Outsourcing deathAn air conditioner repairman hired by Samsung Electronics’ after-sales service center in Seongbuk-gu, northern Seoul, fell to his death while trying to fix an outside unit at a residential villa in Wolgye-dong on Thursday. The 42-year-old mechanic did not wear a safety helmet while clinging to the outside wall.
The accident is more the result of contract workers’ poor working conditions than the mechanic’s lack of precaution. He worked for an outsourced subcontractor, receiving a base salary of 1.3 million won ($1,109) to do more than 60 repairs a month. He would receive extra for any work done beyond the quota. The more he worked, the more he earned. Contracted repairmen are also under pressure to comply with consumer complaints as soon as possible, especially during the summer peak.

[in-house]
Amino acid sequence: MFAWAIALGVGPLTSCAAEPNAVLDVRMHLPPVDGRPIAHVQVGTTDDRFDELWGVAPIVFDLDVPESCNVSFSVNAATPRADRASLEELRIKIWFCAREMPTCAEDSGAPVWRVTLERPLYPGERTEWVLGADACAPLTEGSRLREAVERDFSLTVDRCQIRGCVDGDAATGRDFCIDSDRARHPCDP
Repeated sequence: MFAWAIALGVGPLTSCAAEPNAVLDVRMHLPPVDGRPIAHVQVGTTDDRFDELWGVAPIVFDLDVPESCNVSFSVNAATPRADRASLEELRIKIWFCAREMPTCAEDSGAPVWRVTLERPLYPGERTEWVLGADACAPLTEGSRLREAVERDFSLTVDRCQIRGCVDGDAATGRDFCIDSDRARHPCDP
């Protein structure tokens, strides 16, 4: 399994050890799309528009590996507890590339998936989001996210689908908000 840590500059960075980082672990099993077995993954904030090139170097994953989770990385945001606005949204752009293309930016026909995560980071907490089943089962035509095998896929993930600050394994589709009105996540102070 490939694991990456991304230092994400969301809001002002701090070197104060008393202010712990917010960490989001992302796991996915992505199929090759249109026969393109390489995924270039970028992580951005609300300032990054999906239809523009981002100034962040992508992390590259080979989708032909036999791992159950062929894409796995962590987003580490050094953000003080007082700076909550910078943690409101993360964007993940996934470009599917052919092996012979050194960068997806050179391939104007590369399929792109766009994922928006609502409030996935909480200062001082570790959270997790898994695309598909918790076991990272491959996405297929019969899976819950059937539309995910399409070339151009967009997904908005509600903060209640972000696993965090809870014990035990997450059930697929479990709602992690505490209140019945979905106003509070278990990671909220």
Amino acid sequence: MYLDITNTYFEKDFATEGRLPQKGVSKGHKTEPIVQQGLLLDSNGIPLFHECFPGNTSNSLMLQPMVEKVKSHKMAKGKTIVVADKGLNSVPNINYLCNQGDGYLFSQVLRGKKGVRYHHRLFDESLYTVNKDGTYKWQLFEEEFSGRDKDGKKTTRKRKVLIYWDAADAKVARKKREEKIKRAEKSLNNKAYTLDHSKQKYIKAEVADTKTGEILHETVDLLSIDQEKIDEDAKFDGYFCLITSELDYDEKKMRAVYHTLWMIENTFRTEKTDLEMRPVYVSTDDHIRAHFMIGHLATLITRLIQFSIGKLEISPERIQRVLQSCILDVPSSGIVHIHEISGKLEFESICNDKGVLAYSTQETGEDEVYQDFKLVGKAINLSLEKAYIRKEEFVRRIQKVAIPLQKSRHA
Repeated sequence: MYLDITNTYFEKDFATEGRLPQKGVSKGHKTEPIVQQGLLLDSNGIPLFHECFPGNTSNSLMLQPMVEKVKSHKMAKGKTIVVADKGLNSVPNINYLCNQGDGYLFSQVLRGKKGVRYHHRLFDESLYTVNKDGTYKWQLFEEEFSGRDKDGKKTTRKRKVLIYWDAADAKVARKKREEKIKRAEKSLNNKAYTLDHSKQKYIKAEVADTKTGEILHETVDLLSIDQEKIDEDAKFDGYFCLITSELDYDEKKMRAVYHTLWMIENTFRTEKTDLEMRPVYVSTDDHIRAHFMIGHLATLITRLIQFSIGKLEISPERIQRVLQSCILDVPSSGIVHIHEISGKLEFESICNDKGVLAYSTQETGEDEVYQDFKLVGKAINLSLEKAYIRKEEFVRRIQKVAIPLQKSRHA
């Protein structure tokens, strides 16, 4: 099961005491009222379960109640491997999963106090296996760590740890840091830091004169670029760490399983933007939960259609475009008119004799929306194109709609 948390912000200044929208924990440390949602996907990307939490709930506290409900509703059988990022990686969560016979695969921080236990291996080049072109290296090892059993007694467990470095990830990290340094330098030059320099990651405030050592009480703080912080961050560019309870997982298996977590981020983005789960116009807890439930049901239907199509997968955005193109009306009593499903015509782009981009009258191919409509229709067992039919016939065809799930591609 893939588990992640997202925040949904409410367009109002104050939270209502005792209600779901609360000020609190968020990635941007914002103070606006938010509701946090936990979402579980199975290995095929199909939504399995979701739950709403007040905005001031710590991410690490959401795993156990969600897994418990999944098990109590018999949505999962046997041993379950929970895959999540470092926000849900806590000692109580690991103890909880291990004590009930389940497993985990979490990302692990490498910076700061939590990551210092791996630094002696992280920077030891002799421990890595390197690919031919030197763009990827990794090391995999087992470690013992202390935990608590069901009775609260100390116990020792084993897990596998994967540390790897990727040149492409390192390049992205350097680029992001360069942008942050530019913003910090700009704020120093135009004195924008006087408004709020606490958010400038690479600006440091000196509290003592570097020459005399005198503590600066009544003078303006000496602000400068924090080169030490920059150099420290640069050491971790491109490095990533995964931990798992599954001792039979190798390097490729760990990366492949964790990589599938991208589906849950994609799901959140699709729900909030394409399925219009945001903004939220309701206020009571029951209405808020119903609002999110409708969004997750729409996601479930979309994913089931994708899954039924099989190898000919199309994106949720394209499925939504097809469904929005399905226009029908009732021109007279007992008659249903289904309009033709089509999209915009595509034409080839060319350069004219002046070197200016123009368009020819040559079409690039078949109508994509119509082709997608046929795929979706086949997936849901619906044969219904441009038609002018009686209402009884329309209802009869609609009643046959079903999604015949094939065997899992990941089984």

His story resembles that of the 19-year-old mechanic who was hit by an arriving train while trying to fix the platform door in a subway station while living off a pitiful monthly pay of 1.44 million won. The electronics repairman worked 14 hours a day without having time to eat his packed lunch. Even as he was in the hospital in a critical state, his phone received messages demanding him at to make repairs.
The Industrial Safety and Welfare Act requires workers to have the necessary safety protection when working in an area where there is a danger of falling. But outsourced workers cannot afford to keep to safety regulations. Outsourcing is a dangerous line of work that has been breeding casualties. There will be no safe zone in industrial accidents if cost and speed are prized over safety. Another air conditioner repairman died in Ansan in Gyeonggi Province just last July.
Dangerous and dirty work must not be dumped into the hands of outsourced staff simply because they can be hired at a lower cost. The National Assembly must hurry the passage of a bill to ban outsourcing fatal risks to contractors.
JoongAng Ilbo, Jun. 27, Page 30
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